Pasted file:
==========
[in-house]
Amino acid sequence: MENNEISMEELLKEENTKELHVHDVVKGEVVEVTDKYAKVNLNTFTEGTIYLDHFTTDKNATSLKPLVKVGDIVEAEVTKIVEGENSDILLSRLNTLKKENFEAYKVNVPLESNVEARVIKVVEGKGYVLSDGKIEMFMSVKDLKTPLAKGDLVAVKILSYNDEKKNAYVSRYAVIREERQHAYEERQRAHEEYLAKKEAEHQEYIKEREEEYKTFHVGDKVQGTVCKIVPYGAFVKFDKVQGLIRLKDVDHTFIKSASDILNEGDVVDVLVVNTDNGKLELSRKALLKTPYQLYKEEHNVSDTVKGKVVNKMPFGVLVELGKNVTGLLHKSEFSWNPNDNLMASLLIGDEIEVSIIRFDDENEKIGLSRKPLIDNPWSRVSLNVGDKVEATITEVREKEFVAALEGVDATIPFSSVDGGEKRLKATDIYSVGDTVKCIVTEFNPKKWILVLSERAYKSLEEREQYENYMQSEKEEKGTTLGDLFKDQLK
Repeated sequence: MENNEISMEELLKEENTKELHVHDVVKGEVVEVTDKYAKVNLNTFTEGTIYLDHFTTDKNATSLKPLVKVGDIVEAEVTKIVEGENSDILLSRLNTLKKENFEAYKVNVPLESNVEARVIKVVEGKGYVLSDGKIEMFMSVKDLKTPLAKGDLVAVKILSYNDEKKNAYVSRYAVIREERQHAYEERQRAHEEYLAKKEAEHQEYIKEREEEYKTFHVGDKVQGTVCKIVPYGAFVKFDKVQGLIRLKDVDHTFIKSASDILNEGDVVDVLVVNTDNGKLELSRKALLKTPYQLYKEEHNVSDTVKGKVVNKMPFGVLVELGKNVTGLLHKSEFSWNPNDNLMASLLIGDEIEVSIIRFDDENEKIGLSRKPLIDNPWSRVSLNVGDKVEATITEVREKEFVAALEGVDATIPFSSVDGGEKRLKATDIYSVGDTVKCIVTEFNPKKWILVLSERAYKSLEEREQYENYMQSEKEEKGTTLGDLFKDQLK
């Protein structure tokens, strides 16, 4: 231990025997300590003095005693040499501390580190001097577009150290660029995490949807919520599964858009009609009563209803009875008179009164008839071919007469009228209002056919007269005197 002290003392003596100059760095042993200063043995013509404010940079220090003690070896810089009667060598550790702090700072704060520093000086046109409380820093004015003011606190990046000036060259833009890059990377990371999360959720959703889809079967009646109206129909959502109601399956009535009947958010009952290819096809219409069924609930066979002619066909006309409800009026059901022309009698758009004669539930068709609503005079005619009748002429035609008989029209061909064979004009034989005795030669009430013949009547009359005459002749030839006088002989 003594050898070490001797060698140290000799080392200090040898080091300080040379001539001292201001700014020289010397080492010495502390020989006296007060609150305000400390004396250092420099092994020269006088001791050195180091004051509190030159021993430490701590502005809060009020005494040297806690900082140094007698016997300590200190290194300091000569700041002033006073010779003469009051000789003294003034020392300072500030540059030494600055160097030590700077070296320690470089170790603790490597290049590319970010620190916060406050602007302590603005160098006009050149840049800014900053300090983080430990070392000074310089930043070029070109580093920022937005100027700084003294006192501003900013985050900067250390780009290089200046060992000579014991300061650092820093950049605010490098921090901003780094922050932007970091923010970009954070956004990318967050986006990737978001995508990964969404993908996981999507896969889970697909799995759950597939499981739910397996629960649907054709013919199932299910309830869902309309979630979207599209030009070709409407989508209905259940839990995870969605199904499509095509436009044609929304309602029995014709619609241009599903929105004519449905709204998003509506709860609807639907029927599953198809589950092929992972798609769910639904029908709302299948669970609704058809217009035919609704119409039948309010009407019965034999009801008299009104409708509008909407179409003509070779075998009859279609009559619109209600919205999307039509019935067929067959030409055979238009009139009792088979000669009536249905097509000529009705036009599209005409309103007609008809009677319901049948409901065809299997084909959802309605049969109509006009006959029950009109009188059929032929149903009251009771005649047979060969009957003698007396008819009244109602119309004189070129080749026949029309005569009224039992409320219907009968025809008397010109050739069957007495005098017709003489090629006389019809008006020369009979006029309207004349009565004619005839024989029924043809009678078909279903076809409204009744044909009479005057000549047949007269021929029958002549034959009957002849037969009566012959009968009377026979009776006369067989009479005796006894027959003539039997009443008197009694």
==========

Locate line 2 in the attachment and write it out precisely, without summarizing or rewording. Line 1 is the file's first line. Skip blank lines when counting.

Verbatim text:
Amino acid sequence: MENNEISMEELLKEENTKELHVHDVVKGEVVEVTDKYAKVNLNTFTEGTIYLDHFTTDKNATSLKPLVKVGDIVEAEVTKIVEGENSDILLSRLNTLKKENFEAYKVNVPLESNVEARVIKVVEGKGYVLSDGKIEMFMSVKDLKTPLAKGDLVAVKILSYNDEKKNAYVSRYAVIREERQHAYEERQRAHEEYLAKKEAEHQEYIKEREEEYKTFHVGDKVQGTVCKIVPYGAFVKFDKVQGLIRLKDVDHTFIKSASDILNEGDVVDVLVVNTDNGKLELSRKALLKTPYQLYKEEHNVSDTVKGKVVNKMPFGVLVELGKNVTGLLHKSEFSWNPNDNLMASLLIGDEIEVSIIRFDDENEKIGLSRKPLIDNPWSRVSLNVGDKVEATITEVREKEFVAALEGVDATIPFSSVDGGEKRLKATDIYSVGDTVKCIVTEFNPKKWILVLSERAYKSLEEREQYENYMQSEKEEKGTTLGDLFKDQLK